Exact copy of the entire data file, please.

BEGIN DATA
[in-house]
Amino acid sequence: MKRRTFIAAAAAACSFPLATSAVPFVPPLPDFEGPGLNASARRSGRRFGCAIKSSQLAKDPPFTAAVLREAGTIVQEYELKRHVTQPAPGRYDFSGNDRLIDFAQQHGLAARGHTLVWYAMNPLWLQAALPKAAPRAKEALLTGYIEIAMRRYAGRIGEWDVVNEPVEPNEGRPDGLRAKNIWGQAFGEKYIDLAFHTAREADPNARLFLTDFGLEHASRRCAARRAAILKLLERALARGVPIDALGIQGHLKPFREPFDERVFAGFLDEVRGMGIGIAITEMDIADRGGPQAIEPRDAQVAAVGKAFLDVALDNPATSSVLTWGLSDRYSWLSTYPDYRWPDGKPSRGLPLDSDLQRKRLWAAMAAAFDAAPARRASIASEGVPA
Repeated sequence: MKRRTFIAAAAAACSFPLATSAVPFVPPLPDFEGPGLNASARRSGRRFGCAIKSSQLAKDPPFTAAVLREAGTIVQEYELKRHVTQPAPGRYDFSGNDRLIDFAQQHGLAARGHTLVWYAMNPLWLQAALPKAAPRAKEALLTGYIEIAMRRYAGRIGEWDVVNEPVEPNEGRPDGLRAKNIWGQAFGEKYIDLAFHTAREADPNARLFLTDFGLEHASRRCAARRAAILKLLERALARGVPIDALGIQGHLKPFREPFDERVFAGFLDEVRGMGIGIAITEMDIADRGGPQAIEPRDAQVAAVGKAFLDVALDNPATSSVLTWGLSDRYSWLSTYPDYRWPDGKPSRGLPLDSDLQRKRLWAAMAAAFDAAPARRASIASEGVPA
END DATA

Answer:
[in-house]
Amino acid sequence: MKRRTFIAAAAAACSFPLATSAVPFVPPLPDFEGPGLNASARRSGRRFGCAIKSSQLAKDPPFTAAVLREAGTIVQEYELKRHVTQPAPGRYDFSGNDRLIDFAQQHGLAARGHTLVWYAMNPLWLQAALPKAAPRAKEALLTGYIEIAMRRYAGRIGEWDVVNEPVEPNEGRPDGLRAKNIWGQAFGEKYIDLAFHTAREADPNARLFLTDFGLEHASRRCAARRAAILKLLERALARGVPIDALGIQGHLKPFREPFDERVFAGFLDEVRGMGIGIAITEMDIADRGGPQAIEPRDAQVAAVGKAFLDVALDNPATSSVLTWGLSDRYSWLSTYPDYRWPDGKPSRGLPLDSDLQRKRLWAAMAAAFDAAPARRASIASEGVPA
Repeated sequence: MKRRTFIAAAAAACSFPLATSAVPFVPPLPDFEGPGLNASARRSGRRFGCAIKSSQLAKDPPFTAAVLREAGTIVQEYELKRHVTQPAPGRYDFSGNDRLIDFAQQHGLAARGHTLVWYAMNPLWLQAALPKAAPRAKEALLTGYIEIAMRRYAGRIGEWDVVNEPVEPNEGRPDGLRAKNIWGQAFGEKYIDLAFHTAREADPNARLFLTDFGLEHASRRCAARRAAILKLLERALARGVPIDALGIQGHLKPFREPFDERVFAGFLDEVRGMGIGIAITEMDIADRGGPQAIEPRDAQVAAVGKAFLDVALDNPATSSVLTWGLSDRYSWLSTYPDYRWPDGKPSRGLPLDSDLQRKRLWAAMAAAFDAAPARRASIASEGVPA